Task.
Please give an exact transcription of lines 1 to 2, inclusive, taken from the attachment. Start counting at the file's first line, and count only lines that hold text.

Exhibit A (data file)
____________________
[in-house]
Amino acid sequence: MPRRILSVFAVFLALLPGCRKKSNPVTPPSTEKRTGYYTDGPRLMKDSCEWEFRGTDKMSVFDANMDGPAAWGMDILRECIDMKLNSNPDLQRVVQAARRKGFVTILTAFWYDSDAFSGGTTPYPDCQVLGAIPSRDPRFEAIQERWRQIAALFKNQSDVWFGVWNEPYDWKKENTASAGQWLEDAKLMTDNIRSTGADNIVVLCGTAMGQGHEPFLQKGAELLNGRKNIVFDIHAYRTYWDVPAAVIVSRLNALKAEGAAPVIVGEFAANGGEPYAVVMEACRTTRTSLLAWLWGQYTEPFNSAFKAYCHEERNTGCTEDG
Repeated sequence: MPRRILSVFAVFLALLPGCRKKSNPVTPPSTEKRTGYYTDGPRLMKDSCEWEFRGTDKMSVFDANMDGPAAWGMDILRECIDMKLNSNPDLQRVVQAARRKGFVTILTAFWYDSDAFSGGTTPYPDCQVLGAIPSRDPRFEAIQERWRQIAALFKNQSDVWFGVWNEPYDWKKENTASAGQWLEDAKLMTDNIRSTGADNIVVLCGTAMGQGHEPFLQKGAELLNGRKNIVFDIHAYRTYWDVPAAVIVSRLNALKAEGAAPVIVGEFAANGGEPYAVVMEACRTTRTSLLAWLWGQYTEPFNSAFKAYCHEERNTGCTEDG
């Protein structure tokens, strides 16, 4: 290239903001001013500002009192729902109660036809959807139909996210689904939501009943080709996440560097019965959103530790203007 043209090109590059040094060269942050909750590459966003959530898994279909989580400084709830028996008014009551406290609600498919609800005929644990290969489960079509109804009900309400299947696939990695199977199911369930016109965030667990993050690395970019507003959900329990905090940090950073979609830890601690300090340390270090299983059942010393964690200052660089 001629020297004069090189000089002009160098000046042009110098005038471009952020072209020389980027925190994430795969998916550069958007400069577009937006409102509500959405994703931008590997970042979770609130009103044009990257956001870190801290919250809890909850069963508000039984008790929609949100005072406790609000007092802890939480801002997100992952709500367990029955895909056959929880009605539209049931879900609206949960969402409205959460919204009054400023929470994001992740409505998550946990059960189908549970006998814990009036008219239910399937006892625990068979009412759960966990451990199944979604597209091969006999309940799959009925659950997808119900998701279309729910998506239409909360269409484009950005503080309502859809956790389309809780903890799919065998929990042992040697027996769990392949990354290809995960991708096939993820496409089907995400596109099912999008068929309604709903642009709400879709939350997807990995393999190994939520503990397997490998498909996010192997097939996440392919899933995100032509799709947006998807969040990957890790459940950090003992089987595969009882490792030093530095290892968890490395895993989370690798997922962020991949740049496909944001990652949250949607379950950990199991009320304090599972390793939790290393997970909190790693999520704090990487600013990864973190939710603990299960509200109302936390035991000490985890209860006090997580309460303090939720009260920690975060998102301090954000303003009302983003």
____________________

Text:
[in-house]
Amino acid sequence: MPRRILSVFAVFLALLPGCRKKSNPVTPPSTEKRTGYYTDGPRLMKDSCEWEFRGTDKMSVFDANMDGPAAWGMDILRECIDMKLNSNPDLQRVVQAARRKGFVTILTAFWYDSDAFSGGTTPYPDCQVLGAIPSRDPRFEAIQERWRQIAALFKNQSDVWFGVWNEPYDWKKENTASAGQWLEDAKLMTDNIRSTGADNIVVLCGTAMGQGHEPFLQKGAELLNGRKNIVFDIHAYRTYWDVPAAVIVSRLNALKAEGAAPVIVGEFAANGGEPYAVVMEACRTTRTSLLAWLWGQYTEPFNSAFKAYCHEERNTGCTEDG